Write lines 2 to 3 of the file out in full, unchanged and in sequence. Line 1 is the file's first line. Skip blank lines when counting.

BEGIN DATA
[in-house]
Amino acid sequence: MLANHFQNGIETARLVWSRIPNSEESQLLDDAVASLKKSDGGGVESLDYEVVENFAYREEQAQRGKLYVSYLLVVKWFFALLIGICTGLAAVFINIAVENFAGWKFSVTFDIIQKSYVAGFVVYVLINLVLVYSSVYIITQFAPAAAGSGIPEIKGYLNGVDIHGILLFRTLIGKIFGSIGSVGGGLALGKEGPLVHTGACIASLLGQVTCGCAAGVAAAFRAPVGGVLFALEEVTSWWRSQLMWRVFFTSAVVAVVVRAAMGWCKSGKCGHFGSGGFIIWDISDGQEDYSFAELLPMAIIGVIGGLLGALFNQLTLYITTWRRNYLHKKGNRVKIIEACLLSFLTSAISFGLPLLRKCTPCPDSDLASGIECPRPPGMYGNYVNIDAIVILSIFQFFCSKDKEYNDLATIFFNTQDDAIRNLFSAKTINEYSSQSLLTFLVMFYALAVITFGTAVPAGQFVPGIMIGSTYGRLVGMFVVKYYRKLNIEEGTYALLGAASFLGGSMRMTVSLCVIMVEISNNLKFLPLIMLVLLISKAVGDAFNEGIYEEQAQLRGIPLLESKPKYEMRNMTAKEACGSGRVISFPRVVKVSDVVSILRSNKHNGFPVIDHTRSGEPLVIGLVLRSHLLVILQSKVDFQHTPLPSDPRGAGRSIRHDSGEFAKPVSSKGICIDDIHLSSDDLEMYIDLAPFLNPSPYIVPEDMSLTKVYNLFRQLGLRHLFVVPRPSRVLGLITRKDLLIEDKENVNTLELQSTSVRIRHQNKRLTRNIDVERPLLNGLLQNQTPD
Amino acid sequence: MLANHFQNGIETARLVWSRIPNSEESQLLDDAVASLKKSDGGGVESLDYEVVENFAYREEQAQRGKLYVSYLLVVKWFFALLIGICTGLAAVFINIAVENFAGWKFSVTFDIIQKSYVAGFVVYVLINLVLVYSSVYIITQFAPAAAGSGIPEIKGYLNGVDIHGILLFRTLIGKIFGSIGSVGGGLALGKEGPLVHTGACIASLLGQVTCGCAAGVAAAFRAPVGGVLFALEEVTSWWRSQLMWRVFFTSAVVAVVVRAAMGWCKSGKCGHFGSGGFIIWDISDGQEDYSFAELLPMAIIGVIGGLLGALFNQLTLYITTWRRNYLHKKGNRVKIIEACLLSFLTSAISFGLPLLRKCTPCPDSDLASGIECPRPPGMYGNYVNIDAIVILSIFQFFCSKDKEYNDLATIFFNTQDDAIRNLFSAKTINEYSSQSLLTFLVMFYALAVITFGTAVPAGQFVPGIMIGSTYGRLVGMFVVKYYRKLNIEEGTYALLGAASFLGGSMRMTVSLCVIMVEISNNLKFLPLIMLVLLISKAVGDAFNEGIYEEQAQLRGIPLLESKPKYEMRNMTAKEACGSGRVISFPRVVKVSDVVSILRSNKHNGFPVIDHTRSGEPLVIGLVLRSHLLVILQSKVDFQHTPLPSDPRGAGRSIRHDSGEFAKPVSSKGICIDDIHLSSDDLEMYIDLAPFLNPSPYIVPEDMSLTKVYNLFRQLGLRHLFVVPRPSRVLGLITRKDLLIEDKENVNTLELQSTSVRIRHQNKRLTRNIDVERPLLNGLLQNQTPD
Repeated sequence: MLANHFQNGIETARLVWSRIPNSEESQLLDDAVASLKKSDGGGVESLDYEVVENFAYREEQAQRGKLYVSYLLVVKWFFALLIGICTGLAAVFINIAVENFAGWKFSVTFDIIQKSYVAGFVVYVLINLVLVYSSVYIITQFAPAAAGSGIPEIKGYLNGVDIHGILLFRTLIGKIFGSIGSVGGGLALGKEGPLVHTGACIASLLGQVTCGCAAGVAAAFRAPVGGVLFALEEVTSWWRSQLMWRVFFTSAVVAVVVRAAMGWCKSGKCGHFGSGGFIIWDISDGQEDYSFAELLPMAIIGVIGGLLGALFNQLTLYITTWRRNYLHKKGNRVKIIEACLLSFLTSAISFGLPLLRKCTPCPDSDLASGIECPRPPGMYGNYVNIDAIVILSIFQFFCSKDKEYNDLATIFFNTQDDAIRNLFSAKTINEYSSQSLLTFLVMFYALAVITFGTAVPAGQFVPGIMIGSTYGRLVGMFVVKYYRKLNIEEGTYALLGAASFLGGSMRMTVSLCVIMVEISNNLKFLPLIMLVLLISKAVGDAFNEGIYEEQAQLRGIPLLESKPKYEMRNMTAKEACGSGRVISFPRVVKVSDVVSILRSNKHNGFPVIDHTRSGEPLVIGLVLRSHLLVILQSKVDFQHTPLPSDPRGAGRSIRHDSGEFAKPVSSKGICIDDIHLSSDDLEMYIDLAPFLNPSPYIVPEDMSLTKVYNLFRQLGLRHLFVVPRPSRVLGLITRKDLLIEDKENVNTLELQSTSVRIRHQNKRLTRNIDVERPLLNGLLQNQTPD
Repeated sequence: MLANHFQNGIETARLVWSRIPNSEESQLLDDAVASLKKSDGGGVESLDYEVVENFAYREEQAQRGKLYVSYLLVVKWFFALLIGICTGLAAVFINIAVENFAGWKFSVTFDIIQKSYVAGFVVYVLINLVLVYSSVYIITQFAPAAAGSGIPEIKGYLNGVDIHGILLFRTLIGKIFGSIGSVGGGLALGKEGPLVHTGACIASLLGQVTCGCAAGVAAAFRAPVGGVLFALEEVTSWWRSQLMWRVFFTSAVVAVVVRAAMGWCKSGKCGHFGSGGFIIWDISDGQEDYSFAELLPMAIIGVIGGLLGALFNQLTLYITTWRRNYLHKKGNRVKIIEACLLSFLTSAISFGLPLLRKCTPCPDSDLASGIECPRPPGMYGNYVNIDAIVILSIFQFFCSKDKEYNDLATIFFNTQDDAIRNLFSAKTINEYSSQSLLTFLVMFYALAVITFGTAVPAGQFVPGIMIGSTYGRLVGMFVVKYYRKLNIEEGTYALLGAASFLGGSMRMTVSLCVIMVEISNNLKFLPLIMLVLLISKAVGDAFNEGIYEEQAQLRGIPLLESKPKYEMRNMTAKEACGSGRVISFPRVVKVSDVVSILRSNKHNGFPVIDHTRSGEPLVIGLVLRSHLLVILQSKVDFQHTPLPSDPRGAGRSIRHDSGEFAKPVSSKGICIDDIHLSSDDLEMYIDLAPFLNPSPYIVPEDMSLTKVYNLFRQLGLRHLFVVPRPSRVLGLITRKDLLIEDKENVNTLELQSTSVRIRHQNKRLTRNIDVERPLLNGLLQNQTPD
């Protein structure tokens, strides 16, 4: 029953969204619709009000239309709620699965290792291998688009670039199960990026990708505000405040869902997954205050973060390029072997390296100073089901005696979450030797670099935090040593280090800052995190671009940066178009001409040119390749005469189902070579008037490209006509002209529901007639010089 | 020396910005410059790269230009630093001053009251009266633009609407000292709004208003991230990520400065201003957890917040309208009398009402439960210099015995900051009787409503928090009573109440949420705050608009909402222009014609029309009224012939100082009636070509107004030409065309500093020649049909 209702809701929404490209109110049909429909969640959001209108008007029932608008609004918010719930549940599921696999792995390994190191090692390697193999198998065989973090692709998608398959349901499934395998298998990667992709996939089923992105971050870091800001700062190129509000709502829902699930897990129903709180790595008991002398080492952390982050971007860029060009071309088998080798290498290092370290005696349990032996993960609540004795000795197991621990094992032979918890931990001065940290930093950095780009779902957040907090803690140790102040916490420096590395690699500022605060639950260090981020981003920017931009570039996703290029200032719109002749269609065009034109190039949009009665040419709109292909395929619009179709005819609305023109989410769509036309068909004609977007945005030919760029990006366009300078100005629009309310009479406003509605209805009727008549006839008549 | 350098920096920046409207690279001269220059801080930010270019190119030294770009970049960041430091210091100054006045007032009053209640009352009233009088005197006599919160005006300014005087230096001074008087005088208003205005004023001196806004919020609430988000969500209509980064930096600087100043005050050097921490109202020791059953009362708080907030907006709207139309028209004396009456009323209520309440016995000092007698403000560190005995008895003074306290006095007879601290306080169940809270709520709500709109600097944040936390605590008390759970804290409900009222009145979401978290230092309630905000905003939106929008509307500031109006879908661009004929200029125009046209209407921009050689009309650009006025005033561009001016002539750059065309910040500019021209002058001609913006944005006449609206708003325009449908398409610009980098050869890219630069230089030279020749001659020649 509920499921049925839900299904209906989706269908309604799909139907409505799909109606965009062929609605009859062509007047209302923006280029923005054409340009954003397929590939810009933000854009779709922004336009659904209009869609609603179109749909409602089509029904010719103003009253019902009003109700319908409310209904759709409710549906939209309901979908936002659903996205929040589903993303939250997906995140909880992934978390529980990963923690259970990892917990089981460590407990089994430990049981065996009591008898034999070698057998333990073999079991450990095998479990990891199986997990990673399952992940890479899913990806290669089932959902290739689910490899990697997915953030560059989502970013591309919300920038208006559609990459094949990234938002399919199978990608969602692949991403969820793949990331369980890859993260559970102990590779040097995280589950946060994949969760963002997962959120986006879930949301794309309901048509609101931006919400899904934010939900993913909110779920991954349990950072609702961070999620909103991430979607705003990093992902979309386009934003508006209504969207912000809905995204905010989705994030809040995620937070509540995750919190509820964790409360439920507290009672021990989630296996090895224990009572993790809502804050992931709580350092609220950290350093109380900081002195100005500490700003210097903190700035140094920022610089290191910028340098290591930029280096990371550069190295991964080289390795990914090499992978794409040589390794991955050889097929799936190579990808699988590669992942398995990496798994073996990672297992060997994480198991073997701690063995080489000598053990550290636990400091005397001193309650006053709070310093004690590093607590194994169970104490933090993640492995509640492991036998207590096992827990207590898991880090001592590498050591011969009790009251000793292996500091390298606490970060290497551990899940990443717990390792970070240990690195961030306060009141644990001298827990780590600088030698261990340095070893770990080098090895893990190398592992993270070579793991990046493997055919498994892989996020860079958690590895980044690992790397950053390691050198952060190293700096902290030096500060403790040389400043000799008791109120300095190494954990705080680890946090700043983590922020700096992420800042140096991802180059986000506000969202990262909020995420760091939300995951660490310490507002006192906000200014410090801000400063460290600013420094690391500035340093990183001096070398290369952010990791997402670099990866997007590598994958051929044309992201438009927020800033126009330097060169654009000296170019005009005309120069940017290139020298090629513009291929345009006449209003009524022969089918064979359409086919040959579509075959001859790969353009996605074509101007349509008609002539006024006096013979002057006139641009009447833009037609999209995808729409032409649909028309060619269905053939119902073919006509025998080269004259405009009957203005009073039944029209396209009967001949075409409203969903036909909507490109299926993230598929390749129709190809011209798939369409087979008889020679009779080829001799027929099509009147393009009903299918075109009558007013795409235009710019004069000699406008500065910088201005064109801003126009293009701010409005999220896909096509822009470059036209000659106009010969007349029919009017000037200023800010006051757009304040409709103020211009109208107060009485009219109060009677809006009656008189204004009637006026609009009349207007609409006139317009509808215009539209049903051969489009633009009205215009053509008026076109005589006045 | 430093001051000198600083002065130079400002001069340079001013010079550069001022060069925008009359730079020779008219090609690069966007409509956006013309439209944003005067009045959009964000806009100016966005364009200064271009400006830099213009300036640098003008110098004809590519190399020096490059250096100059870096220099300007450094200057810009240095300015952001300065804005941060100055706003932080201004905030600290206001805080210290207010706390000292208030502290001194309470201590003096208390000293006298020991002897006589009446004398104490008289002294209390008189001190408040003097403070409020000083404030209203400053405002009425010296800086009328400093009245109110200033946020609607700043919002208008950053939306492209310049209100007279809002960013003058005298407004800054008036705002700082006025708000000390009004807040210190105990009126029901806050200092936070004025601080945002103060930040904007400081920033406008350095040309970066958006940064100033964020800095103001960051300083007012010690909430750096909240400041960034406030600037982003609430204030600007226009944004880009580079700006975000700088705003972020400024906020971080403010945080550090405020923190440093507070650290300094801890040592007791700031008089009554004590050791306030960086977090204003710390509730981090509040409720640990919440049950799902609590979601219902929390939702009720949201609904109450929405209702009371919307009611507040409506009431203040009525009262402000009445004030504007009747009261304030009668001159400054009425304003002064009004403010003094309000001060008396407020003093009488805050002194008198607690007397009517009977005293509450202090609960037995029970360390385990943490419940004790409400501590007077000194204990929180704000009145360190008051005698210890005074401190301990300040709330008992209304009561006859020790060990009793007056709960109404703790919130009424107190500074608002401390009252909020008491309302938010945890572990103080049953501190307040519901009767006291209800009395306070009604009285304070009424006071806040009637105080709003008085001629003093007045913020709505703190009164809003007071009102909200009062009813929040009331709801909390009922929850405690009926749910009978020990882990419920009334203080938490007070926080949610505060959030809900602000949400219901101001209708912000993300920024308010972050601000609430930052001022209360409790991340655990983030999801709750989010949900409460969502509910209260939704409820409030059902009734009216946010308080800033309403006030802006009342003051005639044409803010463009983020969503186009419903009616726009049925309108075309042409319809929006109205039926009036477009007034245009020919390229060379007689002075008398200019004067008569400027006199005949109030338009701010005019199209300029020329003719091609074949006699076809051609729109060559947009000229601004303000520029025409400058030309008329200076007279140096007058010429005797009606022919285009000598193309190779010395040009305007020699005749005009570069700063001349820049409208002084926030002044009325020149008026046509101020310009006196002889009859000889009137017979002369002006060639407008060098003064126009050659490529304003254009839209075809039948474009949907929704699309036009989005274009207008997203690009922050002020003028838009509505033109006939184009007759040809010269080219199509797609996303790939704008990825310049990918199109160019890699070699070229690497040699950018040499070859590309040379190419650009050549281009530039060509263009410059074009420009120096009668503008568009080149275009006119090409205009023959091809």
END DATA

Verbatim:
Amino acid sequence: MLANHFQNGIETARLVWSRIPNSEESQLLDDAVASLKKSDGGGVESLDYEVVENFAYREEQAQRGKLYVSYLLVVKWFFALLIGICTGLAAVFINIAVENFAGWKFSVTFDIIQKSYVAGFVVYVLINLVLVYSSVYIITQFAPAAAGSGIPEIKGYLNGVDIHGILLFRTLIGKIFGSIGSVGGGLALGKEGPLVHTGACIASLLGQVTCGCAAGVAAAFRAPVGGVLFALEEVTSWWRSQLMWRVFFTSAVVAVVVRAAMGWCKSGKCGHFGSGGFIIWDISDGQEDYSFAELLPMAIIGVIGGLLGALFNQLTLYITTWRRNYLHKKGNRVKIIEACLLSFLTSAISFGLPLLRKCTPCPDSDLASGIECPRPPGMYGNYVNIDAIVILSIFQFFCSKDKEYNDLATIFFNTQDDAIRNLFSAKTINEYSSQSLLTFLVMFYALAVITFGTAVPAGQFVPGIMIGSTYGRLVGMFVVKYYRKLNIEEGTYALLGAASFLGGSMRMTVSLCVIMVEISNNLKFLPLIMLVLLISKAVGDAFNEGIYEEQAQLRGIPLLESKPKYEMRNMTAKEACGSGRVISFPRVVKVSDVVSILRSNKHNGFPVIDHTRSGEPLVIGLVLRSHLLVILQSKVDFQHTPLPSDPRGAGRSIRHDSGEFAKPVSSKGICIDDIHLSSDDLEMYIDLAPFLNPSPYIVPEDMSLTKVYNLFRQLGLRHLFVVPRPSRVLGLITRKDLLIEDKENVNTLELQSTSVRIRHQNKRLTRNIDVERPLLNGLLQNQTPD
Amino acid sequence: MLANHFQNGIETARLVWSRIPNSEESQLLDDAVASLKKSDGGGVESLDYEVVENFAYREEQAQRGKLYVSYLLVVKWFFALLIGICTGLAAVFINIAVENFAGWKFSVTFDIIQKSYVAGFVVYVLINLVLVYSSVYIITQFAPAAAGSGIPEIKGYLNGVDIHGILLFRTLIGKIFGSIGSVGGGLALGKEGPLVHTGACIASLLGQVTCGCAAGVAAAFRAPVGGVLFALEEVTSWWRSQLMWRVFFTSAVVAVVVRAAMGWCKSGKCGHFGSGGFIIWDISDGQEDYSFAELLPMAIIGVIGGLLGALFNQLTLYITTWRRNYLHKKGNRVKIIEACLLSFLTSAISFGLPLLRKCTPCPDSDLASGIECPRPPGMYGNYVNIDAIVILSIFQFFCSKDKEYNDLATIFFNTQDDAIRNLFSAKTINEYSSQSLLTFLVMFYALAVITFGTAVPAGQFVPGIMIGSTYGRLVGMFVVKYYRKLNIEEGTYALLGAASFLGGSMRMTVSLCVIMVEISNNLKFLPLIMLVLLISKAVGDAFNEGIYEEQAQLRGIPLLESKPKYEMRNMTAKEACGSGRVISFPRVVKVSDVVSILRSNKHNGFPVIDHTRSGEPLVIGLVLRSHLLVILQSKVDFQHTPLPSDPRGAGRSIRHDSGEFAKPVSSKGICIDDIHLSSDDLEMYIDLAPFLNPSPYIVPEDMSLTKVYNLFRQLGLRHLFVVPRPSRVLGLITRKDLLIEDKENVNTLELQSTSVRIRHQNKRLTRNIDVERPLLNGLLQNQTPD